North Korean leader Kim Jong Un waves as troops march past during an unusual hours-of-darkness military parade on October 10. Photo: AFP

SEOUL – North Korea – a nation known for springing surprises upon the world – has done it again.

A mighty military parade was widely anticipated today, the 75th anniversary of the Workers Party of Korea. But as the hours ticked by on Saturday nothing was seen. Only in late evening, did state media broadcast the event, which appeared to have taken place earlier in the day.

Highly unusually, the parade had clearly taken place in darkness.

In addition to the perfectly choreographed marching legions of the Korean People’s Army, conventional artillery and a range of armored fighting vehicles, massive strategic weapons systems rolled through central Pyongyang’s iconic Kim Il Sung Square.

They included ICBMs (intercontinental ballistic missiles) mounted on TELS (huge transporter-erector launcher road vehicles),  AFP, which maintains a locally-staffed bureau in Pyongyang, reported. Also seen in AFP photographs was a vehicle-mounted SLBM (submarine launched ballistic missile).

In a dual-pronged speech, national leader Kim Jong Un, in a smart, gray Western-style suit rather than his usual tunic, vowed to continue to strengthen “war deterrence.”  But he also wished “good health to all the people around the world who are fighting the ills of the evil virus.”

Nobody on the podium, in the marching ranks or in the streets watching appeared to be wearing a mask.

According to a terse Saturday statement from the South Korean Joint Chiefs of Staff, the parade had taken place in the early hours of the morning.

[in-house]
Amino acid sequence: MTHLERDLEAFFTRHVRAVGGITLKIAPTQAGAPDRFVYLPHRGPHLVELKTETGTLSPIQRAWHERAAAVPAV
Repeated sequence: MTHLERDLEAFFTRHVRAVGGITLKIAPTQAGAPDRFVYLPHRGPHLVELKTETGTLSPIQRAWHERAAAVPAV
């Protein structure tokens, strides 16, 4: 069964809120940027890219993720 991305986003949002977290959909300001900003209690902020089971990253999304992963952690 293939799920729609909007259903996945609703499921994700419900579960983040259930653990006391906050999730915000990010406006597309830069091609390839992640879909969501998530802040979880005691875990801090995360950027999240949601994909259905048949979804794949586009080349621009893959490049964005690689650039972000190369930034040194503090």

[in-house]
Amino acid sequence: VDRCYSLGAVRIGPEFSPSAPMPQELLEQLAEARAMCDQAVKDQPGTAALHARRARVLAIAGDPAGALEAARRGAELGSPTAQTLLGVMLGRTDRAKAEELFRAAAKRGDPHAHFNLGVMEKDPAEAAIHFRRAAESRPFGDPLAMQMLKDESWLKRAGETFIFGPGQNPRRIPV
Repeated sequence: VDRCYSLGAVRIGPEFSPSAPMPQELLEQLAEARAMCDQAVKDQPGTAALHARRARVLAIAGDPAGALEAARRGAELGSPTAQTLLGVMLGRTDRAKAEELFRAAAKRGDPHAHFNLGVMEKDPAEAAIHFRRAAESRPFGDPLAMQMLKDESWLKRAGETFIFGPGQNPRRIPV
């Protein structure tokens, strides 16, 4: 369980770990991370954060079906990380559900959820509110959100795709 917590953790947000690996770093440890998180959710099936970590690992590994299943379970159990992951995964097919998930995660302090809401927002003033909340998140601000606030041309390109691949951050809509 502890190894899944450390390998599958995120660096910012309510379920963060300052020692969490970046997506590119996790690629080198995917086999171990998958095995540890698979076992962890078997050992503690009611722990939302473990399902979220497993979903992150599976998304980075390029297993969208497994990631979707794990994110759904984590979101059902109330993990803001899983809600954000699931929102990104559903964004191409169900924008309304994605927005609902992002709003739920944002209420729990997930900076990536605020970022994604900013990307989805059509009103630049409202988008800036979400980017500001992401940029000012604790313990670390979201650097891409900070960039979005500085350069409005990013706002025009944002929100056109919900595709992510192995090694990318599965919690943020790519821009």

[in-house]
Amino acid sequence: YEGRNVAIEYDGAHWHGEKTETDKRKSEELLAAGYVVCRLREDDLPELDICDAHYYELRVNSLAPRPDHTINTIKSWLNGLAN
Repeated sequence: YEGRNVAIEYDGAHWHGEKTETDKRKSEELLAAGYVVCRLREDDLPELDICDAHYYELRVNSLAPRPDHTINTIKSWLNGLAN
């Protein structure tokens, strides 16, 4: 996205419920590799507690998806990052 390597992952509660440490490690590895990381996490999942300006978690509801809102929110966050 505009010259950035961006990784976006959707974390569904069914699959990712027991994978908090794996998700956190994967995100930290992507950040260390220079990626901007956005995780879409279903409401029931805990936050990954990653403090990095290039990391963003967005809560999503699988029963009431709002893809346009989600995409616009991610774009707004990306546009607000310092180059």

Hwasong-15 ICBMs, mounted on TELs, advance through the streets of Pyongyang in a pre-dawn parade. Photo: AFP

Great expectations finally rewarded

There had been widespread expectations.

On Thursday, South Korea’s Unification Ministry had briefed the National Assembly, forecasting a roll-out of new strategic weapons in the expected parade. In a report emblematic of South Korean media expectations, the English-language Korea Times headlined a story this  morning, “North Korea to defy coronavirus with huge parade.”

And the ne plus ultra of North Korea-watching media, 38th North, had shown satellite imagery of troops rehearsing drills and Kim Il Sung Square being apparently prepared for a parade.

North Korean watchers, rolling out an alphabet soup of warlike acronyms, had been salivating at what might be revealed, from SLBMs (submarine launched ballistic missiles), or the latest ICBMs – possibly topped with a re-entry vehicle warhead, or multiple warhead – and TELs.

A SLBM is a new, under-development weapon that, like an ICBM, could threaten the continental US. ICBMs are the delivery vehicle of nuclear warheads to the US, and experts were keen to see whether their tips included multiple warheads and atmospheric re-entry vehicles. And the number of TELs available is an important indicator of Pyongyang’s ability to disperse its strategic missile arsenal – a key issue in arsenal’s deterrents’ survivability.

Even if only mock ups of weapons are paraded, it still reveals what technologies are being worked upon by North Korean military scientists, analysts say.

Experts are expected to be analyzing the North Korean state media footage, and probably satellite imagery, in the hours and days ahead to find out what North Korea’s capabilities and/or strategic aspirations are.

With America currently engaged in a tense and unusually heated electoral campaign, weapons capable of threatening the US homeland are attention grabbers – or even potential bargaining chips – aimed at the incoming president.